Hewitt: Tomorrow Comes Today – Kevin Wesbroom
It was not so long ago that finance directors saw pension plans in a very positive light. The plans had relatively predictable and manageable cash costs, often delivering balance sheet surpluses and additional profits in some cases.
They were also seen as a very useful tool for retention of experienced workers and persuading people out of the door as differing workforce needs emerged. The finance focus was on minimising the long-term cost but the risks and responsibilities lay at the door of the HR director. Of the four key risks inherent in these plans – financial, strategic, governance and regulatory – strategic risk was at the forefront of everybody’s minds, ensuring that pension plans attracted and retained the best talent available.
The changing viewpoint
While the plans themselves are basically the same as they were 15 years ago, the perspective of finance directors and the economic realties we all face have changed. A decade of consistently low interest rates, volatile asset returns and increasing life expectancy has more than eliminated the pension surpluses that were set aside to protect against such events, and company contribution holidays have disappeared.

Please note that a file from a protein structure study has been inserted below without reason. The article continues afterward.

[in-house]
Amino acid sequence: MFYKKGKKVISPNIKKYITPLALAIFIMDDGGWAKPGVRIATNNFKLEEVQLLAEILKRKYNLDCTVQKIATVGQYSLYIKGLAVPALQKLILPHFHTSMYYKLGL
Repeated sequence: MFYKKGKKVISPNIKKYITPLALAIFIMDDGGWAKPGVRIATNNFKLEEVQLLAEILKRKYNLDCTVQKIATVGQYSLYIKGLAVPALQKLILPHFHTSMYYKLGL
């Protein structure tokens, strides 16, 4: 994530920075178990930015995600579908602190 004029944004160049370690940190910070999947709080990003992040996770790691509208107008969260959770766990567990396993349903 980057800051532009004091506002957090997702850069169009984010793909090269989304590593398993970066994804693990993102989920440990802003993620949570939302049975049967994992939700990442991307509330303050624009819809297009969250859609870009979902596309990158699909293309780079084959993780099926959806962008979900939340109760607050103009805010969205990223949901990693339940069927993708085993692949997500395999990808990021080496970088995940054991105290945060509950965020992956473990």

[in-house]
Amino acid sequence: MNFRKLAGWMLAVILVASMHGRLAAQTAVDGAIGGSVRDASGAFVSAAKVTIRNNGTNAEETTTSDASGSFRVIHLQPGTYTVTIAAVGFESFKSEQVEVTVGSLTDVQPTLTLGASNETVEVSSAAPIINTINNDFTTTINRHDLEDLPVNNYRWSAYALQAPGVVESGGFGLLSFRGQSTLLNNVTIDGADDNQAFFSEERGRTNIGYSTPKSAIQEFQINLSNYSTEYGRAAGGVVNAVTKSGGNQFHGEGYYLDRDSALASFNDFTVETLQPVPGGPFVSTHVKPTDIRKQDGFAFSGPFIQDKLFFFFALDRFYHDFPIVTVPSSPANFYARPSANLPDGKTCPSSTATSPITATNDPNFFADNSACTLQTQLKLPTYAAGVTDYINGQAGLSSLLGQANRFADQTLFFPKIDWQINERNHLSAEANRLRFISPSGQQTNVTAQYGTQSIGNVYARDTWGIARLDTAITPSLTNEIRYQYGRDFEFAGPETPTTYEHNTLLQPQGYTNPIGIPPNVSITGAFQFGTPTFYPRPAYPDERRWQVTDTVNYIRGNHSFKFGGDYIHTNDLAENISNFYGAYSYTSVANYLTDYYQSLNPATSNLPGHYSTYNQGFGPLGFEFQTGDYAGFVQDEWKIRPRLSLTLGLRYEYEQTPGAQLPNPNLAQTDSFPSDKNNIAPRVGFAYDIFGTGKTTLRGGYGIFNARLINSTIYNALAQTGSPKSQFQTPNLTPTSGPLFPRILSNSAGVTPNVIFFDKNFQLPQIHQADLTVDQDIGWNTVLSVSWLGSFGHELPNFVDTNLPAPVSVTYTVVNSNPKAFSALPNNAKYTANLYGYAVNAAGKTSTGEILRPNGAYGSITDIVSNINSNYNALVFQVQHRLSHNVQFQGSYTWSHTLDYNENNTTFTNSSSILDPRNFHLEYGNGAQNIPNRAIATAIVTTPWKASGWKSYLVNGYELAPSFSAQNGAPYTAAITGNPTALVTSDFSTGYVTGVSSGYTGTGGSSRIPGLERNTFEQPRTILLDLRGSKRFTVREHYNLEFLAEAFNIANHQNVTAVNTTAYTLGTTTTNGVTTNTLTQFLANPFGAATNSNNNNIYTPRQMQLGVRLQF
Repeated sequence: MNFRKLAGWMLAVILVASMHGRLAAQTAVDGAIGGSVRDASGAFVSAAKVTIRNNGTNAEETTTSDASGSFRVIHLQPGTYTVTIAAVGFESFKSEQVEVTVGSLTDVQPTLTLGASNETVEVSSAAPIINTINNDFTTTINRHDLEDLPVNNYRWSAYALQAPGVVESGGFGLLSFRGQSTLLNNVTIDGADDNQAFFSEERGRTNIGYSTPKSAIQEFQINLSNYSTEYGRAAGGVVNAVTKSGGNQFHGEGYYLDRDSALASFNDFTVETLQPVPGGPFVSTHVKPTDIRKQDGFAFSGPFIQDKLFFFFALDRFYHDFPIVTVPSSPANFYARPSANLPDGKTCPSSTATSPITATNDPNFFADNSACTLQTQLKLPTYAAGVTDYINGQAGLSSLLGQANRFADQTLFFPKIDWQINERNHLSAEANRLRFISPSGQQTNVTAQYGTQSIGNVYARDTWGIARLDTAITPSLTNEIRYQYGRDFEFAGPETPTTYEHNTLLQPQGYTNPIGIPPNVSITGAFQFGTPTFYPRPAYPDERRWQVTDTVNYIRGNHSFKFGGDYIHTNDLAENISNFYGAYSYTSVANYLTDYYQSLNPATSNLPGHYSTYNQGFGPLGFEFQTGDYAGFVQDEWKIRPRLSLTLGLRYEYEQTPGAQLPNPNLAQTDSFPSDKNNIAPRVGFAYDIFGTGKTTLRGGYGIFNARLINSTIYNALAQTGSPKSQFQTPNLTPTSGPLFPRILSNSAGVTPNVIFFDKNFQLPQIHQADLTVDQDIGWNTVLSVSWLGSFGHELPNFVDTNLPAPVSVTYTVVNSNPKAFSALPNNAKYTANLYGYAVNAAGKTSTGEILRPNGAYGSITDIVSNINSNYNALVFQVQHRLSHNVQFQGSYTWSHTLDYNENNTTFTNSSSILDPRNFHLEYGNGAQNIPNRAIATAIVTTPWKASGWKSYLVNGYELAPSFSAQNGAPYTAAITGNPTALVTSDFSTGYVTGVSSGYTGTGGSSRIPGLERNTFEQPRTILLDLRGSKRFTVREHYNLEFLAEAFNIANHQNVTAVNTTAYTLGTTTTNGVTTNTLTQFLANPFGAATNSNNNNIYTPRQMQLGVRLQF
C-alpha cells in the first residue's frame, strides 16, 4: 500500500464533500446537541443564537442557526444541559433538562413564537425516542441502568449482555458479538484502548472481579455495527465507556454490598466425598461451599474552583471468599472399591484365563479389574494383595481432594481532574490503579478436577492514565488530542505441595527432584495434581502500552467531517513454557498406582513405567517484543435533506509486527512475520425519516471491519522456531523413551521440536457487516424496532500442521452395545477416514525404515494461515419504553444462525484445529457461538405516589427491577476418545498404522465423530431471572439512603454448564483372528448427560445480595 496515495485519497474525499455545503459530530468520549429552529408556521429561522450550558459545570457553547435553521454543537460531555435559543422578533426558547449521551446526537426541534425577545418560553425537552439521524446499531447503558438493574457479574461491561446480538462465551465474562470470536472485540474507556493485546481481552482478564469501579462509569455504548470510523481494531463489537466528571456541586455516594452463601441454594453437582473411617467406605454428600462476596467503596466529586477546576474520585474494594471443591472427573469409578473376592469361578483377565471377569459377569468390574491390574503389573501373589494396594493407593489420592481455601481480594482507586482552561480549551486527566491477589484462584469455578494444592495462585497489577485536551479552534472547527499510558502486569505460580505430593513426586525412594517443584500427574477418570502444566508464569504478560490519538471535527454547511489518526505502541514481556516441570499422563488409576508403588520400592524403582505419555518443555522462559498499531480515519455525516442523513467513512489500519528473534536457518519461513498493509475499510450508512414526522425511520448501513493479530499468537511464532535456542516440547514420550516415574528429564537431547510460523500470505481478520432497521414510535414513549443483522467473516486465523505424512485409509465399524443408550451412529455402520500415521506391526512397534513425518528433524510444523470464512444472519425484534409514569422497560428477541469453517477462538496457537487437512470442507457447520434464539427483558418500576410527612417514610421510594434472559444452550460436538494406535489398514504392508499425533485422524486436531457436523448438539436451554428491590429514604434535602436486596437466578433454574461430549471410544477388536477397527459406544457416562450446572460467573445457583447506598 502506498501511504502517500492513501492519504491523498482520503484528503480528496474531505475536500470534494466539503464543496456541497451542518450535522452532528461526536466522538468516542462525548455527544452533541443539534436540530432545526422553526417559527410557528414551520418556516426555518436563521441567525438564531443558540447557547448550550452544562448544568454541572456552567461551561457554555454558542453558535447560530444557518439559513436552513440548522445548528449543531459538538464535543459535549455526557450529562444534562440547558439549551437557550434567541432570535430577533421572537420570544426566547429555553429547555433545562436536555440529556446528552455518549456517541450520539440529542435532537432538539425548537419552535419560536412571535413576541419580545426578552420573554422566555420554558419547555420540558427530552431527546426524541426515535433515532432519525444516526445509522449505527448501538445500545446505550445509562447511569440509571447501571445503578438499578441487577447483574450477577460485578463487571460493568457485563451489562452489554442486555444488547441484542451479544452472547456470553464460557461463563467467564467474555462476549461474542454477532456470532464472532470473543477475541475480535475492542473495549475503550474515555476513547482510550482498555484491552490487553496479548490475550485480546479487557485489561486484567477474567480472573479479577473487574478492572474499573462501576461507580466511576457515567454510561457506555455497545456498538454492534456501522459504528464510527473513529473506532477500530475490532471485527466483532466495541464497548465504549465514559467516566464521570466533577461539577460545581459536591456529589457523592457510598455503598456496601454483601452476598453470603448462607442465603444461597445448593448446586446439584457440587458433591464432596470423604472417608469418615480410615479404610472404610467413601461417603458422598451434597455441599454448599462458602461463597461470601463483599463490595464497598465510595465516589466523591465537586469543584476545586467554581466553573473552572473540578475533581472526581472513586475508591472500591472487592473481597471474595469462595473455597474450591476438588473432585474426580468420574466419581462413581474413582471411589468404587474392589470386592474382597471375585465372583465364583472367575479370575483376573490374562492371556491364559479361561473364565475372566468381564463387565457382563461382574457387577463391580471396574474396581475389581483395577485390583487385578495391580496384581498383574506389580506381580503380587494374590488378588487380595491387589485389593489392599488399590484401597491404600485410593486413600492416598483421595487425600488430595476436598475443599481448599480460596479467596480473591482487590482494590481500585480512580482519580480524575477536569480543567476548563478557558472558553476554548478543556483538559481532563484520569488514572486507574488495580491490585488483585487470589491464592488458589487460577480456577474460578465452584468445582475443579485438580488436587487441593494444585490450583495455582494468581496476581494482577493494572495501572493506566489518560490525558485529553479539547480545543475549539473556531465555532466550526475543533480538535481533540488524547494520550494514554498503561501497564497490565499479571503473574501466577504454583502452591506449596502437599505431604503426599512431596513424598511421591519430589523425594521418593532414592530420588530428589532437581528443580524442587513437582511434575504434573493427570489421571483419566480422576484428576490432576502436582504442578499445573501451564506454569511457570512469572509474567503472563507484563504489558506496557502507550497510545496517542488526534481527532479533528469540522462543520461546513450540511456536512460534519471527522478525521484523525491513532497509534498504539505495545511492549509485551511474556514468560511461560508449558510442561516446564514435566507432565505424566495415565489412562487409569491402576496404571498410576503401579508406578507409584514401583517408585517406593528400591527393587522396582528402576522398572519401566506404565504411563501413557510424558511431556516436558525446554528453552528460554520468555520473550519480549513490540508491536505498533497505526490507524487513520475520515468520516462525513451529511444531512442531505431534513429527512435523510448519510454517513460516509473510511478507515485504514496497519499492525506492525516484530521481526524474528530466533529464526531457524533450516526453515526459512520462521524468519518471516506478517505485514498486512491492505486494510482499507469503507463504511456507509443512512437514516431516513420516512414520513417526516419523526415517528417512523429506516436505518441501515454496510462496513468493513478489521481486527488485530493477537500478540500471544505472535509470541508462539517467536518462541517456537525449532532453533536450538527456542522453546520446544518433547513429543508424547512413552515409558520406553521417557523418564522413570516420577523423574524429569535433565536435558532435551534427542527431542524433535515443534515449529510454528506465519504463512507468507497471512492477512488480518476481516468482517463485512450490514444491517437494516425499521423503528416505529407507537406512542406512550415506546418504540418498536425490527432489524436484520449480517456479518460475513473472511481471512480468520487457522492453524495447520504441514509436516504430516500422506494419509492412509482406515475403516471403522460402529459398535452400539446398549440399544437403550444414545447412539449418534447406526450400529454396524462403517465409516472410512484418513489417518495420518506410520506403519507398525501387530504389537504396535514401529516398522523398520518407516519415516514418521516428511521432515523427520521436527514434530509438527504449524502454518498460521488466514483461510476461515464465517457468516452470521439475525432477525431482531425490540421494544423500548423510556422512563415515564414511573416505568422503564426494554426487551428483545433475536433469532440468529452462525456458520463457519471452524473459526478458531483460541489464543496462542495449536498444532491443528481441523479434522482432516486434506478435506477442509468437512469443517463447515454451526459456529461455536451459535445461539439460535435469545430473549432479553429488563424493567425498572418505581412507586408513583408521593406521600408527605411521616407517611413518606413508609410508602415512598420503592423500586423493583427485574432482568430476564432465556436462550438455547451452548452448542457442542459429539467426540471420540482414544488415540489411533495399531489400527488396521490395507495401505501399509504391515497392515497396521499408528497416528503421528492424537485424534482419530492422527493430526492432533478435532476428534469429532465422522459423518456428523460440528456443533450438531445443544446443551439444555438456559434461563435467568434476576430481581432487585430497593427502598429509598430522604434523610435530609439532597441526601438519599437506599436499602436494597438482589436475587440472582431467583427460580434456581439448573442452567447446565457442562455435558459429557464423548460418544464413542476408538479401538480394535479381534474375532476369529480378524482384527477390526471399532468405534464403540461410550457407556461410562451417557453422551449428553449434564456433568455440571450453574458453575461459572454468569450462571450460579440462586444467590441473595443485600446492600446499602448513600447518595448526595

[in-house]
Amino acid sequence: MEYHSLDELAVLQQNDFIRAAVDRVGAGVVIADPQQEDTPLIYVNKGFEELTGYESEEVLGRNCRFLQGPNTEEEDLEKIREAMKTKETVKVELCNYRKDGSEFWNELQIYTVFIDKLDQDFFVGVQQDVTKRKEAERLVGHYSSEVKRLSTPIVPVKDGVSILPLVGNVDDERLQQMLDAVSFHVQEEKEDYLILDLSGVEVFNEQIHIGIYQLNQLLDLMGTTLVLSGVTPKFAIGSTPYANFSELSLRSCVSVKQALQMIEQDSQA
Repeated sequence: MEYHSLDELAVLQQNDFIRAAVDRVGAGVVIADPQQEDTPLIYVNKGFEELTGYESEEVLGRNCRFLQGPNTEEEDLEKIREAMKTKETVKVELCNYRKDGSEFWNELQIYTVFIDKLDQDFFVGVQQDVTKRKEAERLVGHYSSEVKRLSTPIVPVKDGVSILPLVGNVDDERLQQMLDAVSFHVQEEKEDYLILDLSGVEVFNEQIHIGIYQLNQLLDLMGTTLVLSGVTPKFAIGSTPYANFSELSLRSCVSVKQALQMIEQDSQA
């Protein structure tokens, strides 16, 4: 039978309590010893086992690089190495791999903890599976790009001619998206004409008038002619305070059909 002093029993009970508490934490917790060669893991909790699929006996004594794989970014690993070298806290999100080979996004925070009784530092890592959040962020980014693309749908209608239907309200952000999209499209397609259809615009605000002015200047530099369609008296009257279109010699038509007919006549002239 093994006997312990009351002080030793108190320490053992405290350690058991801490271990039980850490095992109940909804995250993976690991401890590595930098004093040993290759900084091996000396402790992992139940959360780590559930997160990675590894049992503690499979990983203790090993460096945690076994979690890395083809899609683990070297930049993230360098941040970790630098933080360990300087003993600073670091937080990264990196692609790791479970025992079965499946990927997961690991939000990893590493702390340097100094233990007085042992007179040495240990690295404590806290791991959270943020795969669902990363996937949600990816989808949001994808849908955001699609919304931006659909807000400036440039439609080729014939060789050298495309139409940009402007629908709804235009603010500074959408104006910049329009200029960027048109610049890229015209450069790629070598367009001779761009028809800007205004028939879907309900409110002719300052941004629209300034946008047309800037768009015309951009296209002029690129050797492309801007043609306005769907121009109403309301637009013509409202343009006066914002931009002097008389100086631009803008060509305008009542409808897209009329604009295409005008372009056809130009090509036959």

Mark-to-market accounting and, for most companies, the immediate recognition of pension gains and losses on corporate balance sheets have led to many measures being taken with one- or two-year time horizons in mind. Stricter funding rules, combined with legislation designed to protect employees, may in fact have contributed to the demise of the very benefits they were designed to protect.
Across the world, minimum funding requirements, minimum benefit levels and onerous requirements for employers to fund pension plan deficits have done a good job of protecting those lucky enough to be provided with a defined benefit plan, but have contributed to the nervousness of employers to provide such plans.
The mantra of ‘minimise cost by maximising return’ has been replaced with one of ‘maximise control by minimising risk’. Consequently, pension provision has moved out of the domain of HR and onto the radar of CFOs.
In Hewitt’s latest Global Pension Risk Survey, covering over 170 employers spread around the world, 73% cited financial risk as their primary concern and only 4% named strategic risk. Tellingly, 50% indicated that finance departments were now primarily responsible for managing pension plan risk and almost half indicated that pension plans were a global concern to their organisation.